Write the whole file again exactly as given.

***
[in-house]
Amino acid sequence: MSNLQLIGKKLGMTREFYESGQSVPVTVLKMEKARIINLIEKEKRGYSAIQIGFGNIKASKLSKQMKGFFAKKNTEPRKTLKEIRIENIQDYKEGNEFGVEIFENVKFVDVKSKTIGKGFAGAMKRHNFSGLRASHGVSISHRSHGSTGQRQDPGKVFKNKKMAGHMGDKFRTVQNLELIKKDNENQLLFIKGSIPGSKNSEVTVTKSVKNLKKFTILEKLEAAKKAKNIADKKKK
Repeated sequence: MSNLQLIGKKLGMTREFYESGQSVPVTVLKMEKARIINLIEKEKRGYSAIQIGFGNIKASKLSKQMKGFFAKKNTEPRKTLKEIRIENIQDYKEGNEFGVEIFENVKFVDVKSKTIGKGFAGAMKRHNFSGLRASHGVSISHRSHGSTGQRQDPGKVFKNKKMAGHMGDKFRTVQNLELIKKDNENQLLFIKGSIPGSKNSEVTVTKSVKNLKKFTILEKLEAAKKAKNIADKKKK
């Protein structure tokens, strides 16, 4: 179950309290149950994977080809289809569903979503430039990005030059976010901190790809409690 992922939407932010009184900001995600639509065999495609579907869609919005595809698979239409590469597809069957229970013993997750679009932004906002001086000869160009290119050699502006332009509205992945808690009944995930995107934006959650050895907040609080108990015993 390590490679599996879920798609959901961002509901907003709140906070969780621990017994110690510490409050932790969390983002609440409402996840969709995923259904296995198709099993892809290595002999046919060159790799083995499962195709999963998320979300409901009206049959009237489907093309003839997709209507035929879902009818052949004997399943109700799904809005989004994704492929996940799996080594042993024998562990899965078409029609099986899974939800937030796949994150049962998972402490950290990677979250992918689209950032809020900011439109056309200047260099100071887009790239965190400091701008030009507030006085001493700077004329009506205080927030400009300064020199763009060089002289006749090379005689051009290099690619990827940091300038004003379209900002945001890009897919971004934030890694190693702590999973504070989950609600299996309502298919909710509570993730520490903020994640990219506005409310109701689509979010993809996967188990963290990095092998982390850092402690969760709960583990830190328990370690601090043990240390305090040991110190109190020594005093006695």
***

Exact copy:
[in-house]
Amino acid sequence: MSNLQLIGKKLGMTREFYESGQSVPVTVLKMEKARIINLIEKEKRGYSAIQIGFGNIKASKLSKQMKGFFAKKNTEPRKTLKEIRIENIQDYKEGNEFGVEIFENVKFVDVKSKTIGKGFAGAMKRHNFSGLRASHGVSISHRSHGSTGQRQDPGKVFKNKKMAGHMGDKFRTVQNLELIKKDNENQLLFIKGSIPGSKNSEVTVTKSVKNLKKFTILEKLEAAKKAKNIADKKKK
Repeated sequence: MSNLQLIGKKLGMTREFYESGQSVPVTVLKMEKARIINLIEKEKRGYSAIQIGFGNIKASKLSKQMKGFFAKKNTEPRKTLKEIRIENIQDYKEGNEFGVEIFENVKFVDVKSKTIGKGFAGAMKRHNFSGLRASHGVSISHRSHGSTGQRQDPGKVFKNKKMAGHMGDKFRTVQNLELIKKDNENQLLFIKGSIPGSKNSEVTVTKSVKNLKKFTILEKLEAAKKAKNIADKKKK
């Protein structure tokens, strides 16, 4: 179950309290149950994977080809289809569903979503430039990005030059976010901190790809409690 992922939407932010009184900001995600639509065999495609579907869609919005595809698979239409590469597809069957229970013993997750679009932004906002001086000869160009290119050699502006332009509205992945808690009944995930995107934006959650050895907040609080108990015993 390590490679599996879920798609959901961002509901907003709140906070969780621990017994110690510490409050932790969390983002609440409402996840969709995923259904296995198709099993892809290595002999046919060159790799083995499962195709999963998320979300409901009206049959009237489907093309003839997709209507035929879902009818052949004997399943109700799904809005989004994704492929996940799996080594042993024998562990899965078409029609099986899974939800937030796949994150049962998972402490950290990677979250992918689209950032809020900011439109056309200047260099100071887009790239965190400091701008030009507030006085001493700077004329009506205080927030400009300064020199763009060089002289006749090379005689051009290099690619990827940091300038004003379209900002945001890009897919971004934030890694190693702590999973504070989950609600299996309502298919909710509570993730520490903020994640990219506005409310109701689509979010993809996967188990963290990095092998982390850092402690969760709960583990830190328990370690601090043990240390305090040991110190109190020594005093006695």